Lowe’s and BBDO Want to ‘Make Your Home Happy’ With Help From Talking Animals

Home improvement chain rebrands under new CMO

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Talking animals are a reliable comic advertising staple that Lowe's is embracing, with a twist, in its new campaign from BBDO New York, which introduces a new theme, "Make Your Home Happy," and hopes in part to hook millennials who are buying their first homes.

The twist is that the animals are plastic household objects like lawn ornaments and refrigerator magnets. The first three 15-second spots rolled out Tuesday, with more ads, including :30s, expected soon.

Check out those first spots here:

Marci Grebstein, a former Food Lion and Staples exec who joined Lowe's as vp of advertising last summer and was promoted to CMO in November, told Adweek that the home-improvement chain is moving from more practical, how-to style ads to more emotional messaging in the new work.

"We've been very good at helping customers find solutions to a project need," she said. "Now we want to drive a more emotional connection." The humorous work is also designed to appeal to an emerging customer base of younger and more diverse consumers while not alienating older, established customers.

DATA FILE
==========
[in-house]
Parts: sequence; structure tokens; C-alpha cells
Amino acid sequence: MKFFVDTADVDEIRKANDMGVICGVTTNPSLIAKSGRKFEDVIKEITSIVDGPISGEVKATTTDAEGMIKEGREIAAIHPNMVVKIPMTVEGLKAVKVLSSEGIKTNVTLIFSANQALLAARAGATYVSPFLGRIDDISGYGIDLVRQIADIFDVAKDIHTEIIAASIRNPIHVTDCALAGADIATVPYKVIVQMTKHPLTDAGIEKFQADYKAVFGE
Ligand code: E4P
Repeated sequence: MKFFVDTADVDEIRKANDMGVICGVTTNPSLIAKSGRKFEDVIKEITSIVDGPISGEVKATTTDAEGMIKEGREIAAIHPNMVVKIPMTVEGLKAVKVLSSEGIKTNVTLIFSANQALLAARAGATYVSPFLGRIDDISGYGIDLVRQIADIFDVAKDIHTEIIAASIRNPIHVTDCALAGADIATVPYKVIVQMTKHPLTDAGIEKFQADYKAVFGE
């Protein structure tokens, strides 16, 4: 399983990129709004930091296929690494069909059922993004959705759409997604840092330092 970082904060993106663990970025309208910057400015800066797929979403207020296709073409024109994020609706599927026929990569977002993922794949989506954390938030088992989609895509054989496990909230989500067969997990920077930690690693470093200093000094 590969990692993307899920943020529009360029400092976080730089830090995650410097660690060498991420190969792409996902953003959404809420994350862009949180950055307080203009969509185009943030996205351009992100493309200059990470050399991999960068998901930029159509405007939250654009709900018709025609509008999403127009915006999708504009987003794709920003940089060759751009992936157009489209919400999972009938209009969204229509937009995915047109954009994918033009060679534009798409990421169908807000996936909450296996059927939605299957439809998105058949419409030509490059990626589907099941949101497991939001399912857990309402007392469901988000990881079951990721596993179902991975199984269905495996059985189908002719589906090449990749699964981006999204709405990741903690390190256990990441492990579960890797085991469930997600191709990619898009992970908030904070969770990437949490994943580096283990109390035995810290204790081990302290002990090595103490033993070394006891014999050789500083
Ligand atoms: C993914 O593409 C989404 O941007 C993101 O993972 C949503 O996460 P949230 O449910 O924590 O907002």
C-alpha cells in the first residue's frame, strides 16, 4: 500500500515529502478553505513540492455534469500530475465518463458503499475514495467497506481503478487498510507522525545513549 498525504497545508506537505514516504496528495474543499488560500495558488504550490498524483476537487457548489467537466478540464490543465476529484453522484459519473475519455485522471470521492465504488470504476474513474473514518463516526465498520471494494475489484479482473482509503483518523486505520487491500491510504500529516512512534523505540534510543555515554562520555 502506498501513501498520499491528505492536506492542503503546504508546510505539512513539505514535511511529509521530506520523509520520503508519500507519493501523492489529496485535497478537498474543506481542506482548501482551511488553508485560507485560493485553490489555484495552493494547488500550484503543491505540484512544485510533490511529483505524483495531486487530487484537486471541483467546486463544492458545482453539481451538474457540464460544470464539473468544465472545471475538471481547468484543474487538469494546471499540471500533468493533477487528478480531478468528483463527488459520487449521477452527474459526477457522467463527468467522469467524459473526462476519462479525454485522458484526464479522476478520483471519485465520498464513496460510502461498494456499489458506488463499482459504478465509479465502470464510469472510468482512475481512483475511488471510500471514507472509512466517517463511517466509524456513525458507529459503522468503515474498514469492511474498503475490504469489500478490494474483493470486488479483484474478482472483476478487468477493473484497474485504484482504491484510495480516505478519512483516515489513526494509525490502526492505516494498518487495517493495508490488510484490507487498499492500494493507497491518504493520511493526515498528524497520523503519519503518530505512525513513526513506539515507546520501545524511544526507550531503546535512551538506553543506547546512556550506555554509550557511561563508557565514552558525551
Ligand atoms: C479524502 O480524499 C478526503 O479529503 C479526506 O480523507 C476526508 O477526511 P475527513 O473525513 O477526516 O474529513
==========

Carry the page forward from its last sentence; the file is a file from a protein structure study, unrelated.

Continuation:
Grebstein said the messaging is grounded in what she called "proof points," which give consumers real reasons to shop at Lowe's. For example, one spot focuses on Lowe's one-year guarantee on plants, easing the fears of homeowners who might be worried that trying to garden without much knowhow is a wasted investment.

BBDO helped the brand work on strategic positioning before even getting around to the creative, Grebstein said. When time came for a creative approach, agency and client tested several concepts before settling on this one.

The voice actors improvised a number of lines during the recording sessions, and so Lowe's made alternate versions of the spots for social that will look different than the TV work.

Fans of Lowe's "Fix in Six" Vine videos and its "Hypermade" Instagram videos will also be pleased to hear that the brand is prepping more innovative social work that will break in April. Grebstein described those kinds of engaging videos as "educating with a bit of entertainment." 

@nudd Tim Nudd is a former creative editor of Adweek.